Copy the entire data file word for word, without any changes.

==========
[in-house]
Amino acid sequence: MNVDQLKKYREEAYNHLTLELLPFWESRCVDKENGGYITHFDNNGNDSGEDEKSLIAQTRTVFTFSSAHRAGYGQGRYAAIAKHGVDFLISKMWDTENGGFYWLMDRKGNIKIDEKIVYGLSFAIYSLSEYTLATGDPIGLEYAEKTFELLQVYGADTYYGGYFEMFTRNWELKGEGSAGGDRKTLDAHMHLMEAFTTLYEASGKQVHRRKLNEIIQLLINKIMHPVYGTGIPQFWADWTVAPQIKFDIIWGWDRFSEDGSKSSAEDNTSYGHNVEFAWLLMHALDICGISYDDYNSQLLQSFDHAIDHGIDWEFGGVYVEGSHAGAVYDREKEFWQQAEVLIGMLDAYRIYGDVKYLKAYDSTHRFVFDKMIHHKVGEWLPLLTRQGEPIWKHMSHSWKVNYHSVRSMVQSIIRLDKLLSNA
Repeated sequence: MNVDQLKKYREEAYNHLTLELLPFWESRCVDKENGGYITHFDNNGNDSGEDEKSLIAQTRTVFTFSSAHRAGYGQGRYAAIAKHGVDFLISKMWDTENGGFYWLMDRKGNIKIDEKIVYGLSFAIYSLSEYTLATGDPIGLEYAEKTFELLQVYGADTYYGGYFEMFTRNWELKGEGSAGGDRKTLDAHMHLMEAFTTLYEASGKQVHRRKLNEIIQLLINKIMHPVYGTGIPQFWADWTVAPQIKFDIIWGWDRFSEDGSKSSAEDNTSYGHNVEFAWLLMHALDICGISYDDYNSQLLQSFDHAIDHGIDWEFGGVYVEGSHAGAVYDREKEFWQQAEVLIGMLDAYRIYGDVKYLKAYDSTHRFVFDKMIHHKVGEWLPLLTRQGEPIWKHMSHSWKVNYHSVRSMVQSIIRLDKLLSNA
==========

[in-house]
Amino acid sequence: MNVDQLKKYREEAYNHLTLELLPFWESRCVDKENGGYITHFDNNGNDSGEDEKSLIAQTRTVFTFSSAHRAGYGQGRYAAIAKHGVDFLISKMWDTENGGFYWLMDRKGNIKIDEKIVYGLSFAIYSLSEYTLATGDPIGLEYAEKTFELLQVYGADTYYGGYFEMFTRNWELKGEGSAGGDRKTLDAHMHLMEAFTTLYEASGKQVHRRKLNEIIQLLINKIMHPVYGTGIPQFWADWTVAPQIKFDIIWGWDRFSEDGSKSSAEDNTSYGHNVEFAWLLMHALDICGISYDDYNSQLLQSFDHAIDHGIDWEFGGVYVEGSHAGAVYDREKEFWQQAEVLIGMLDAYRIYGDVKYLKAYDSTHRFVFDKMIHHKVGEWLPLLTRQGEPIWKHMSHSWKVNYHSVRSMVQSIIRLDKLLSNA
Repeated sequence: MNVDQLKKYREEAYNHLTLELLPFWESRCVDKENGGYITHFDNNGNDSGEDEKSLIAQTRTVFTFSSAHRAGYGQGRYAAIAKHGVDFLISKMWDTENGGFYWLMDRKGNIKIDEKIVYGLSFAIYSLSEYTLATGDPIGLEYAEKTFELLQVYGADTYYGGYFEMFTRNWELKGEGSAGGDRKTLDAHMHLMEAFTTLYEASGKQVHRRKLNEIIQLLINKIMHPVYGTGIPQFWADWTVAPQIKFDIIWGWDRFSEDGSKSSAEDNTSYGHNVEFAWLLMHALDICGISYDDYNSQLLQSFDHAIDHGIDWEFGGVYVEGSHAGAVYDREKEFWQQAEVLIGMLDAYRIYGDVKYLKAYDSTHRFVFDKMIHHKVGEWLPLLTRQGEPIWKHMSHSWKVNYHSVRSMVQSIIRLDKLLSNA